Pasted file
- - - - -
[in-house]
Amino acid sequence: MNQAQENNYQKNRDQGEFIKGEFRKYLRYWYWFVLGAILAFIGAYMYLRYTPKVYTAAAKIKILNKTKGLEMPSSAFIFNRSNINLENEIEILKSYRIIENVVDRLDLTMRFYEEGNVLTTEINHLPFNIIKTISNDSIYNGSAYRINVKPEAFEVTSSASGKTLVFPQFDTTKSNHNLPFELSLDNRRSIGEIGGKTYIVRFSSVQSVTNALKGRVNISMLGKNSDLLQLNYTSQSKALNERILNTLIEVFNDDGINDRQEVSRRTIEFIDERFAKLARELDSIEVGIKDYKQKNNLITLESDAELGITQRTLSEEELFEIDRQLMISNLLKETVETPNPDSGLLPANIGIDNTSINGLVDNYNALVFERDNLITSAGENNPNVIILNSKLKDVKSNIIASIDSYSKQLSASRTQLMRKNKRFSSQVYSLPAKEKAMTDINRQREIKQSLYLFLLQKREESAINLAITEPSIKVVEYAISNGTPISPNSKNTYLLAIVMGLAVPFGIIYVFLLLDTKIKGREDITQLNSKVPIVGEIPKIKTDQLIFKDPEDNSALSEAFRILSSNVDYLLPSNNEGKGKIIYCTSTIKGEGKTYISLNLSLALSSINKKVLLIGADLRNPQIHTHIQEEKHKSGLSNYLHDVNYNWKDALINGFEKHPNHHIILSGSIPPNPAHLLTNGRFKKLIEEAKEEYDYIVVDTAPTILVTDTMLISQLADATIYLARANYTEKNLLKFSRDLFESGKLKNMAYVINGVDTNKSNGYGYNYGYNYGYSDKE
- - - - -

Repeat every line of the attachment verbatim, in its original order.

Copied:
[in-house]
Amino acid sequence: MNQAQENNYQKNRDQGEFIKGEFRKYLRYWYWFVLGAILAFIGAYMYLRYTPKVYTAAAKIKILNKTKGLEMPSSAFIFNRSNINLENEIEILKSYRIIENVVDRLDLTMRFYEEGNVLTTEINHLPFNIIKTISNDSIYNGSAYRINVKPEAFEVTSSASGKTLVFPQFDTTKSNHNLPFELSLDNRRSIGEIGGKTYIVRFSSVQSVTNALKGRVNISMLGKNSDLLQLNYTSQSKALNERILNTLIEVFNDDGINDRQEVSRRTIEFIDERFAKLARELDSIEVGIKDYKQKNNLITLESDAELGITQRTLSEEELFEIDRQLMISNLLKETVETPNPDSGLLPANIGIDNTSINGLVDNYNALVFERDNLITSAGENNPNVIILNSKLKDVKSNIIASIDSYSKQLSASRTQLMRKNKRFSSQVYSLPAKEKAMTDINRQREIKQSLYLFLLQKREESAINLAITEPSIKVVEYAISNGTPISPNSKNTYLLAIVMGLAVPFGIIYVFLLLDTKIKGREDITQLNSKVPIVGEIPKIKTDQLIFKDPEDNSALSEAFRILSSNVDYLLPSNNEGKGKIIYCTSTIKGEGKTYISLNLSLALSSINKKVLLIGADLRNPQIHTHIQEEKHKSGLSNYLHDVNYNWKDALINGFEKHPNHHIILSGSIPPNPAHLLTNGRFKKLIEEAKEEYDYIVVDTAPTILVTDTMLISQLADATIYLARANYTEKNLLKFSRDLFESGKLKNMAYVINGVDTNKSNGYGYNYGYNYGYSDKE